Set in 1941 (and made in 1959), this comedy is about the Captain (Cary Grant) of a newly commissioned submarine, which gets damaged. The Captain insists that he can get it to a dockyard, despite the damage, but as most of his crew are sent elsewhere, he finds himself with a con-man Supplies Officer (Tony Curtis) and a group of army nurses, who prove to be a distraction to the crew. And how on earth is he supposed to cope when the submarine is painted bright pink?!
Prior to watching this film, I had read various reviews which suggested that it was very sexist, and would probably offend many females viewing it nowadays. Maybe because of this, I was expecting to find it offensive, but actually there was nothing here that I could imagine really bothering viewers, male or female. Sure, there is the odd gag that could have come out of a Carry On film, but the jokes were all pretty harmless and played for laughs, not insults.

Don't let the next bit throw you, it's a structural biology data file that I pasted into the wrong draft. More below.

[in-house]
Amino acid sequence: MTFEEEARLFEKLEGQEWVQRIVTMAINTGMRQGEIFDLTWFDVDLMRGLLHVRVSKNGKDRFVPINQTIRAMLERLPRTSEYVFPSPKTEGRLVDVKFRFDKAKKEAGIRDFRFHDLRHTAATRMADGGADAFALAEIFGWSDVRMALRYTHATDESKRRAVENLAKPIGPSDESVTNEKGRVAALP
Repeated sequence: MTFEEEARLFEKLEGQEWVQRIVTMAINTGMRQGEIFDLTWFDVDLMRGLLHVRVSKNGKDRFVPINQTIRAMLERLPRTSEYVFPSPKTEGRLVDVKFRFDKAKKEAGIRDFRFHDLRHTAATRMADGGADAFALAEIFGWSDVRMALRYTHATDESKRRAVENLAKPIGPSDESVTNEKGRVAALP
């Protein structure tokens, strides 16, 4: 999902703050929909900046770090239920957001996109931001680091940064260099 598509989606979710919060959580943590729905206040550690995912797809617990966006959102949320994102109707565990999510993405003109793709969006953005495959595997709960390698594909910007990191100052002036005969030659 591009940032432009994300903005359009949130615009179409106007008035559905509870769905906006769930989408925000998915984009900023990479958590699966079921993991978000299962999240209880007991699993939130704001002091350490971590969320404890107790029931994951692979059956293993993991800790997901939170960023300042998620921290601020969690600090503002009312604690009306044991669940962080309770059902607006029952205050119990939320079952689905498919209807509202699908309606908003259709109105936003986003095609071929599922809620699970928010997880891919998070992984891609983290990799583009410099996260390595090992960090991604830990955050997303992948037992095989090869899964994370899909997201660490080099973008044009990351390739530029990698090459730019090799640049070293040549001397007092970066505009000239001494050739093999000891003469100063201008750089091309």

The film was very funny, with lots of visual and verbal jokes. Cary Grant was perfect as the frustrated Captain Matt Sherman, who just wanted to get his vessel fixed so that he could continue his role in the war. And had Tony Curtis not been playing opposite such a genuine professional, he would have stolen the entire movie, with his pitch-perfect portrayal of the loveable but incorrigible Lieutenant Nick Holden. This film also reminds viewers of what a beautiful looking man Tony Curtis was. The two lead actors have huge amounts of charisma. Able support is provided by Dina Merrill, Joan O’Brien and Gavin MacLeod.
All in all, a very funny and entertaining movie, and one that is well worth watching, especially for fans of Cary Grant and/or Tony Curtis.
Year of release: 1959
Director: Blake Edwards
Writers: Stanley Shapiro, Maurice Richlin, Paul King, Joseph Stone
Main cast: Cary Grant, Tony Curtis, Dina Merrill, Joan O’Brien, Gavin MacLeod